He said the CBN had adopted demand management strategies that will help to curtail imports and ensure that some of those goods that can be produced locally are not imported.
Meanwhile, there are strong indications that CBN may seal an agreement with the Central Bank of the Gambia (CBG) to undertake the printing of legal tender for the latter.
This followed a request by the CBG for a possible collaboration as it seeks to address acute currency shortages in the country.
Already, Emefiele, while receiving a delegation, assured that the CBN has extremely competitive advantage to manage the currency printing job for The Gambia.
He said the Nigerian Security Printing and Minting Plc which was established in the early 1960s had been printing currency for the country, adding that the facility has a lot of idle capacity to satisfy the demand of the CBG.
Among other considerations, Saidy had informed the CBN governor that it is currently costly and unsustainable for the Gambia to continue to rely on its printer – De La Rue of London – for its currency needs.
He added that the distance coupled with some logistics and resource constraints had partly led to a current situation whereby the country had witnessed acute shortage of currency with the attendant implications for the economy.
Emefiele, nevertheless, said: “I note your point on currency management. The Nigerian mint was set up in the early 1960s and we’ve been producing our currency since the early 60s and we have a lot of idle capacity to ensure that instead of you going to Europe or other countries, you will be able to benefit from our ideas.”
He said: “Our colleagues will take you to the security printing facility. Our colleagues that came in from Liberia two months ago were fascinated by the kind of facilities, we have at our Nigerian security printing and minting facility and I am sure that you will also enjoy them.
“And I am sure they will follow you back to the Gambia to see how they can help you to structure your economic order quantities so we can also be of assistance in printing your currency.
“And I can assure you that we can be extremely competitive if only from the stand point of logistics and freight from Europe but it’s just going to be a few hours from here to the Gambia and the rest of them.”
The CBG governor had further explained that it costs the bank about £70,000 to lift printed currencies from Sri Lanka to the Gambia.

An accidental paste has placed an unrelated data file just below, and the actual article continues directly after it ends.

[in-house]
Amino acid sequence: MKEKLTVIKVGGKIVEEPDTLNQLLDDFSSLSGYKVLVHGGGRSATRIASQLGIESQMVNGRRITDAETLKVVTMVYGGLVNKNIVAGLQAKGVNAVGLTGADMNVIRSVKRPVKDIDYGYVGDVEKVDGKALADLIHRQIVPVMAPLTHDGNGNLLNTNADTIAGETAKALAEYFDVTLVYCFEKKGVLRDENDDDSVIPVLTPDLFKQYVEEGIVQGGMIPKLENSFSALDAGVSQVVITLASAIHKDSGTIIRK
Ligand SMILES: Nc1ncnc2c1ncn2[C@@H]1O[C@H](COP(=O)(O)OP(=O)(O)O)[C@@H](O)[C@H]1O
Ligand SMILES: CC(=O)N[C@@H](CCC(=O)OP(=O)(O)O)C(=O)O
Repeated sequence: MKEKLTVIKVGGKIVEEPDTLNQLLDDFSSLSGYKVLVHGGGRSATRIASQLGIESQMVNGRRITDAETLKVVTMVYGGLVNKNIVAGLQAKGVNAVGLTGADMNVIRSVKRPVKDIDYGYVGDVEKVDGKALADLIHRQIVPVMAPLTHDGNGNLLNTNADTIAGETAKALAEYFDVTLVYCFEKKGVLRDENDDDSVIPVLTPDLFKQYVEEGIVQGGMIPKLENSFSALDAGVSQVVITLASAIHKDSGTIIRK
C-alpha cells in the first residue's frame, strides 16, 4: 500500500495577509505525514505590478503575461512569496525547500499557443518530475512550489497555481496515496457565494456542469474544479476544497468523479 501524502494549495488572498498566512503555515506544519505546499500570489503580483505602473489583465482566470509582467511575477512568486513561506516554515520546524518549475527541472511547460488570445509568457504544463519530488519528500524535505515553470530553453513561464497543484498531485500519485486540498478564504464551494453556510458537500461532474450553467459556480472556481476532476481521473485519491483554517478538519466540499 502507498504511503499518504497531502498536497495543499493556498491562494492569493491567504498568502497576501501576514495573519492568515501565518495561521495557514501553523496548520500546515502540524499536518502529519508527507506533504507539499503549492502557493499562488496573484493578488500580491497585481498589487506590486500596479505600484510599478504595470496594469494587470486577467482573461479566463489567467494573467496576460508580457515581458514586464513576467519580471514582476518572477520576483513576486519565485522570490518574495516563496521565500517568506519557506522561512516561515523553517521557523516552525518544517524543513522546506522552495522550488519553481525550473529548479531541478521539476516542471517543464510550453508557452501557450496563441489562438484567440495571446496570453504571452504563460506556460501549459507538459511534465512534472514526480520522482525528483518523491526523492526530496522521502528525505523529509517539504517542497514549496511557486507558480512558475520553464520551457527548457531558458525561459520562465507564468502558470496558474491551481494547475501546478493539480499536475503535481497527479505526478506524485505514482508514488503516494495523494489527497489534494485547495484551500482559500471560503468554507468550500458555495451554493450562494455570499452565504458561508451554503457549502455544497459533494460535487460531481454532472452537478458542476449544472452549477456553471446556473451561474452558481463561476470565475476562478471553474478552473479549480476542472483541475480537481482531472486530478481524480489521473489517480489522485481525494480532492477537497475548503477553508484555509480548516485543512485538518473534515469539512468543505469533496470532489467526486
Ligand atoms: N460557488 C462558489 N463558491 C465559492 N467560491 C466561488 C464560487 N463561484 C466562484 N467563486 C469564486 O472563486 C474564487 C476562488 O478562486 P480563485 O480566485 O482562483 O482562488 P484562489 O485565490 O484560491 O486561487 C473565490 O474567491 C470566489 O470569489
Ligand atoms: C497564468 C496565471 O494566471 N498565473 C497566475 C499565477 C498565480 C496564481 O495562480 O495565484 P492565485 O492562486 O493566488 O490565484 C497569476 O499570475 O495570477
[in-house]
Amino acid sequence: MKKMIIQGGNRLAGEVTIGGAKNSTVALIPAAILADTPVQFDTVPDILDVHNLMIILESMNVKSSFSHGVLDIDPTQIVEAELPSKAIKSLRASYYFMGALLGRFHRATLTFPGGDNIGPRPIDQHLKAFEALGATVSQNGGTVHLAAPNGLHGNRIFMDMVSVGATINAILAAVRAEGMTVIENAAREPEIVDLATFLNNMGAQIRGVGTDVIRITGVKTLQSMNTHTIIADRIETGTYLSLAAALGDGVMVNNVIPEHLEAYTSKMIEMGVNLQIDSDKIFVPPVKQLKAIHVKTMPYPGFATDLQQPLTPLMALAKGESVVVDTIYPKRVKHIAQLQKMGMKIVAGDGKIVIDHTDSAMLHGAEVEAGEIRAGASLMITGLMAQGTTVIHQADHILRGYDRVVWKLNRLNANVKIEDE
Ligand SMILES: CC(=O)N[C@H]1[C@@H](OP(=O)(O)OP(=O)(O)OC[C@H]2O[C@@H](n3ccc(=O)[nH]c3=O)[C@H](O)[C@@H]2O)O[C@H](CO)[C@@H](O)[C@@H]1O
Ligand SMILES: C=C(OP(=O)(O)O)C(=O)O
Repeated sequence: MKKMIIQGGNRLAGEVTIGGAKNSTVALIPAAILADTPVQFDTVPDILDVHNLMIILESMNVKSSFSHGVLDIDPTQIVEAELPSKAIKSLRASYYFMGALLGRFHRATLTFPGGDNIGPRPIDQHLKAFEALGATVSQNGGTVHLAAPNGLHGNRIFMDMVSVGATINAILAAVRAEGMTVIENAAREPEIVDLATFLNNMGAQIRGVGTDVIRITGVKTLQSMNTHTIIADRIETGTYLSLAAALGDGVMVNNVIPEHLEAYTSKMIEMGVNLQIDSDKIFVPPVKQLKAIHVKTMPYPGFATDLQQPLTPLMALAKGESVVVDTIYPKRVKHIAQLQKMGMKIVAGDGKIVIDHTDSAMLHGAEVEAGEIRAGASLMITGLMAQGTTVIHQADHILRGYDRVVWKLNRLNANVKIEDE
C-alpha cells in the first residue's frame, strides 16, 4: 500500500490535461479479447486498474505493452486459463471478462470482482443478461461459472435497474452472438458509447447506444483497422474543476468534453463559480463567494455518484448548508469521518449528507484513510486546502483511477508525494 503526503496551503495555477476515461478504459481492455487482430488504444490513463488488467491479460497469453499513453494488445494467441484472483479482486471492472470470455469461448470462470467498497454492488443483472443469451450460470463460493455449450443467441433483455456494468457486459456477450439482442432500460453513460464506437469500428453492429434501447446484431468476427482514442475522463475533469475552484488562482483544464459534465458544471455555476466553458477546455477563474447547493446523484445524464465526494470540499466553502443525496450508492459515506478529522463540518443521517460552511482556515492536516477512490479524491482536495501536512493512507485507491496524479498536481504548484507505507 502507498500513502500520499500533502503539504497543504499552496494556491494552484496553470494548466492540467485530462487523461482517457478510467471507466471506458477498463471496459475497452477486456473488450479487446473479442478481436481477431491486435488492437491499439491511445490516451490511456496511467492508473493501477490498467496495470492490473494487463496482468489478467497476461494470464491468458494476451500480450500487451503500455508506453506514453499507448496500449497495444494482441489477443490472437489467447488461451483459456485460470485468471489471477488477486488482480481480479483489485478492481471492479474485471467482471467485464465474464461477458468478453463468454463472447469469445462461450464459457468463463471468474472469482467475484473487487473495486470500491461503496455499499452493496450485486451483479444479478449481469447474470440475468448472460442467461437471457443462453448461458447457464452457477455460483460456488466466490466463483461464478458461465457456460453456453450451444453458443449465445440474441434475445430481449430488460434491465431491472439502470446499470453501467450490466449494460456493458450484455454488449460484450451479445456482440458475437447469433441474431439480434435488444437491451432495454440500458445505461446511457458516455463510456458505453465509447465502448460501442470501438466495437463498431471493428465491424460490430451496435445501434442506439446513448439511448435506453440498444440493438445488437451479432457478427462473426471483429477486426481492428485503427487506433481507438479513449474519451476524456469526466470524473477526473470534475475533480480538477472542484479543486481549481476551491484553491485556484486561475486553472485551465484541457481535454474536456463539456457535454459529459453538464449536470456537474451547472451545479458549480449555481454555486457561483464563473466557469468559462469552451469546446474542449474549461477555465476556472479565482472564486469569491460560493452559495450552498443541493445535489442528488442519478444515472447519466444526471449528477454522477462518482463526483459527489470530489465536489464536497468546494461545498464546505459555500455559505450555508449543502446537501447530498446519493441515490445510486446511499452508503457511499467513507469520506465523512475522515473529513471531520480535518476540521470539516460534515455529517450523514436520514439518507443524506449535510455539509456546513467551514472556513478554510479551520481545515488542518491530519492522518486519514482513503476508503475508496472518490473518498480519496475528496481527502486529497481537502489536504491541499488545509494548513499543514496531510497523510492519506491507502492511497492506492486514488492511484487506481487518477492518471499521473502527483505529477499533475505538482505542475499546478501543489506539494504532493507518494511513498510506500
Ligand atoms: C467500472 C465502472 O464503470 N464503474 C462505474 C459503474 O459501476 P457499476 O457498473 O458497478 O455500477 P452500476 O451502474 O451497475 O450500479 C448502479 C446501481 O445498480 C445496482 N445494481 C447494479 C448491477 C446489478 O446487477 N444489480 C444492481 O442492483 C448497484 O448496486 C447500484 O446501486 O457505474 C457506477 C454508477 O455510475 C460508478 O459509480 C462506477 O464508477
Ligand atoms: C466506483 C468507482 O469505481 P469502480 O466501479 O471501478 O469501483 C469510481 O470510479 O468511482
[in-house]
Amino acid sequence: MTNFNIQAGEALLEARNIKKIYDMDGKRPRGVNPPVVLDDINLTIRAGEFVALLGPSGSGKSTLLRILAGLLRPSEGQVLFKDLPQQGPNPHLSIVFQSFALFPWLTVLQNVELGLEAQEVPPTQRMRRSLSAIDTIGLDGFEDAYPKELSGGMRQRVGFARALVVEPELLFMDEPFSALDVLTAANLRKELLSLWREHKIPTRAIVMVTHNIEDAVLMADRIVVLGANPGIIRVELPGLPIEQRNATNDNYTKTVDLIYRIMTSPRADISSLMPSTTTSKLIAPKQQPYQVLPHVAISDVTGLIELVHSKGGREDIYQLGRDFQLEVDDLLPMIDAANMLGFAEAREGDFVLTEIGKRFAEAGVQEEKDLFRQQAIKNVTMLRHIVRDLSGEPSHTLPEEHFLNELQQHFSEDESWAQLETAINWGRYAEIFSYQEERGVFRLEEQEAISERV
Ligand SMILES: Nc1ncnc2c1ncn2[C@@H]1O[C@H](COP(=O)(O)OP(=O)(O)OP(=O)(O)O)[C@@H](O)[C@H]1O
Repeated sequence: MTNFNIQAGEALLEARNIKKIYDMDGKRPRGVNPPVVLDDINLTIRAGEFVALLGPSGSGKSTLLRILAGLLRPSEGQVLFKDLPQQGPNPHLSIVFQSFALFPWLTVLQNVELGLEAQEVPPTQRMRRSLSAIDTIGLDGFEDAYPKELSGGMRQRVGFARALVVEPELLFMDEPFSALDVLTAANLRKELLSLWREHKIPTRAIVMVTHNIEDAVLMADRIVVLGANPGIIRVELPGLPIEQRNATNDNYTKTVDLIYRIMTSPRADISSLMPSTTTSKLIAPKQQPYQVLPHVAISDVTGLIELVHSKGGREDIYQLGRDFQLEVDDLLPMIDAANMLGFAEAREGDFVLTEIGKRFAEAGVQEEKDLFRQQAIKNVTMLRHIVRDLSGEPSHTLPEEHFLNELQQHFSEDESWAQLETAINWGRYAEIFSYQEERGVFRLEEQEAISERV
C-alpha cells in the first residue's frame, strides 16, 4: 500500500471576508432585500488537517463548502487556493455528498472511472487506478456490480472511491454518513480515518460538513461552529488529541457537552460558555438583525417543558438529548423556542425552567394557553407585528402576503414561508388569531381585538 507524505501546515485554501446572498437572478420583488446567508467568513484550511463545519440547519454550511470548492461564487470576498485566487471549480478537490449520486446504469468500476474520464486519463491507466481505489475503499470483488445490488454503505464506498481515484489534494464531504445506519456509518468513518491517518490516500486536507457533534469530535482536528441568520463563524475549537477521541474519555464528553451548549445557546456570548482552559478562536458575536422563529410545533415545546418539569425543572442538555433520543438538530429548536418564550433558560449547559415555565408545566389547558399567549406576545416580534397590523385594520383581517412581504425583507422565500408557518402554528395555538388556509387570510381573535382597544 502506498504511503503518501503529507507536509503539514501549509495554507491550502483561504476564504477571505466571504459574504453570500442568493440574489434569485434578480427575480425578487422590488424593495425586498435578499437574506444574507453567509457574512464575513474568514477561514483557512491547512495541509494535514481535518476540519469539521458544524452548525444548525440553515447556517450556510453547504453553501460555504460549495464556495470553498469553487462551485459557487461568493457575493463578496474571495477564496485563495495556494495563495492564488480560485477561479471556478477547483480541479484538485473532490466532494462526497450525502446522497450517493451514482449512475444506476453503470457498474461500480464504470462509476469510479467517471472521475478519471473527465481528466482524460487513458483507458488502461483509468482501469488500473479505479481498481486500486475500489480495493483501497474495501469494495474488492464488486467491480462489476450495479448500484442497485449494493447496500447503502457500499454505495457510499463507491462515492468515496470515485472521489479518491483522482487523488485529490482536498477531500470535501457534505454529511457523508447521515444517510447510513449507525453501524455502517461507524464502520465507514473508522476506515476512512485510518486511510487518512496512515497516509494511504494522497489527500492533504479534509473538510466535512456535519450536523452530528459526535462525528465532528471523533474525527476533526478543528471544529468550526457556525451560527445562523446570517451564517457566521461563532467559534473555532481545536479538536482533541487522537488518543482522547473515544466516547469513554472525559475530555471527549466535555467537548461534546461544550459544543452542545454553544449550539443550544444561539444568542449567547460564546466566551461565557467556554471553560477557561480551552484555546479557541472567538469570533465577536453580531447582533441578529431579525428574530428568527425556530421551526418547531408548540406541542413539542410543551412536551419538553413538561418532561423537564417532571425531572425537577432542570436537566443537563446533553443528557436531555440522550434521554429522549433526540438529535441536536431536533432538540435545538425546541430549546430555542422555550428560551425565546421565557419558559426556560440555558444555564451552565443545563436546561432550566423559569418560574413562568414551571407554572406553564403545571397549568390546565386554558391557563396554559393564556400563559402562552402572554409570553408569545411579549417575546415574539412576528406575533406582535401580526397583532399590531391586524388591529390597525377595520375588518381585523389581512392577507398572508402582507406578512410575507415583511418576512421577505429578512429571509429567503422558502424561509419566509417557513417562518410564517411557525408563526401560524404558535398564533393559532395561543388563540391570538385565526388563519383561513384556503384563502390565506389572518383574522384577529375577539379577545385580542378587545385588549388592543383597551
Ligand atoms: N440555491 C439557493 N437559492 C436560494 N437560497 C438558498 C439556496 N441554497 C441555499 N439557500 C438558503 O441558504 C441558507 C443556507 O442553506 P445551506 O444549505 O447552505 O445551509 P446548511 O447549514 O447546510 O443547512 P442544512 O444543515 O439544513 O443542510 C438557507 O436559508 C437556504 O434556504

He said: “We also need assistance in currency management. Right now we have a situation where we are running very low on currency and at some point I get scared because we cannot at the central bank run out of currency completely as that will be a disaster.
“So we want to learn from your estimate. We have a model but we have not looked at it yet – given to us by our printers – De La Rue. How they estimate the currency need of the country on yearly basis.
“But I think it has some defects otherwise, the acute shortage we have currently would not have happened.”
Saidy said: “We placed an order for three years of currency to be printed but again, the contract with De La Rue since independence they have been printing our currency.
“Yesterday in my interaction with the Deputy Governor, Mr. Kingsley Obiora, we realise that you print your own currency and I asked about security and he assured me that you have top of the line security features.
“So this is another area I would want us to exchange ideas and have discussions on how possibly if we decide to go with you we can collaborate with your assistance to be printing our currency.”
He said: “Again, it is closer, De La Rue is in London but they do the printing in Malta and also Sri Lanka. The last one was done in Sri Lanka.
“Lifting those things all the way to the Gambia is costly because we had to do some emergency order and that cost was going to be on CBG but with negotiations and assuming then that we will give them this contract of three years of printing our currency, they now paid for the flight – about £70,000 to lift those currencies to the Gambia.”
He also said the CBG was in the country to benefit from the CBN’s vast experiences on how it had successfully regulated the financial system and sought assistance in the areas of information technology, modernisation, cybersecurity, forex shipping and management, among others.